Friday, July 19, 2024

Study suggests sugary-drink tax could save lives

New research co-authored by Deakin University and the Obesity Policy Coalition (OPC) has indicated a 20 per cent tax on sugary drinks in Australia could save more than 1,600 lives and raise $400 million a year.

The modelling study, published in the journal, PLOS ONE, suggests that taxing soft drinks and other high-sugar beverages in Australia could result in a 12.6 per cent reduction in consumption, delivering significant health benefits. This includes 1,606 more Australians alive in 25 years, having avoided premature death due to weight-related diseases, 16,000 fewer cases of type 2 diabetes, 4,400 fewer cases of heart disease and 1100 fewer cases of stroke.

“Australians consume large quantities of sugary drinks – in fact, sugary drinks are the largest contributor of added sugar in our diets,” study co-author Jane Martin, OPC Executive Manager, said. “But with 16 teaspoons of sugar in a 600ml bottle of soft drink, regular consumption is directly linked with weight gain and overweight and obesity, which are risk factors for type 2 diabetes, heart disease and some cancers.”

Ms Martin said the tax would work in a similar way to the tax on tobacco, with a price hike deterring people from buying products deemed to be detrimental to their health.

“A 20 per cent tax on sugary drinks will generate an estimated $400 million in revenue each year and reduce our healthcare costs by as much as $480 million over 25 years,” she said. “This revenue could be used for programs to reduce childhood obesity, subsidise the cost of healthy food for low-income families and fund health-promotion activities to improve diets.”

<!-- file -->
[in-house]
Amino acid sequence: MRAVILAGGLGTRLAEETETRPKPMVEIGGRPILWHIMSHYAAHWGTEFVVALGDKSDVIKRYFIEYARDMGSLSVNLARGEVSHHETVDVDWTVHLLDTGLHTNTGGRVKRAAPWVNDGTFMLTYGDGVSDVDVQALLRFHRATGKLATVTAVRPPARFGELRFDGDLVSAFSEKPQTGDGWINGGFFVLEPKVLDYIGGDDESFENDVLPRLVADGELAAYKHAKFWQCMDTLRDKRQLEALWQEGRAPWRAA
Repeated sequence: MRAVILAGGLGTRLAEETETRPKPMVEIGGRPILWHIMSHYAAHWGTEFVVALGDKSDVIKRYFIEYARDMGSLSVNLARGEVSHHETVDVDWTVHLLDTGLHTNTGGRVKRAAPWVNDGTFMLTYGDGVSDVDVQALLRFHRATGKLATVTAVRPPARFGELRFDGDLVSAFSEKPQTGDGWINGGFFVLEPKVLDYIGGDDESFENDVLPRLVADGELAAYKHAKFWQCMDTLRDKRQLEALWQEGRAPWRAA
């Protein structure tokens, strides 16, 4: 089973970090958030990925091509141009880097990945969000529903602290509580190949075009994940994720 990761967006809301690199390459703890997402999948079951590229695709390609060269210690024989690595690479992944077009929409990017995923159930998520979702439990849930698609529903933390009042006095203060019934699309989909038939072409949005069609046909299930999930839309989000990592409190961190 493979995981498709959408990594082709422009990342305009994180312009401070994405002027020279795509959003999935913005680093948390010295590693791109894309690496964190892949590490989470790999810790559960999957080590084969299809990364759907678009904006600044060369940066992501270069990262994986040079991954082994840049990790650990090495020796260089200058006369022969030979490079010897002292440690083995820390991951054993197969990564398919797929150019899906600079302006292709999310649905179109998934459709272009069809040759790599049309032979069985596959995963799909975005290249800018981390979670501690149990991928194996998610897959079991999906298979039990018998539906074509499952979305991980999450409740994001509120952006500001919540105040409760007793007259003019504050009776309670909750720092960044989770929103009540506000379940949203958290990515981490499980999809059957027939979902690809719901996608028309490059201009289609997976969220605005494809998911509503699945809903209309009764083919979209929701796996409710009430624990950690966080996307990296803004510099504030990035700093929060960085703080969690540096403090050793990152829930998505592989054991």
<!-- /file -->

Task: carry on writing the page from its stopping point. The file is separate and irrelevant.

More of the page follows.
Commenting on the research, Australian Beverages Council CEO Geoff Parker said it was “ignorant” to implement a tax on soft drinks alone, when this category contributed just 1.7 per cent of the daily intake of kilojoules for Australian adults.  

“There’s also no substantial evidence globally that a soft-drink tax has a meaningful impact on obesity rates,” he said. “Denmark has introduced and subsequently repealed a ‘fat’ tax within 18 months, due to its blatant ineffectiveness. When implemented in Mexico, the tax only reduced dietary intake by six calories.

“As an industry, we advocate education, moderation and a commonsense approach. Beverage consumption is a personal choice and soft drink can safely maintain a place within a balanced diet. It is not, however, a source for revenue raising.”

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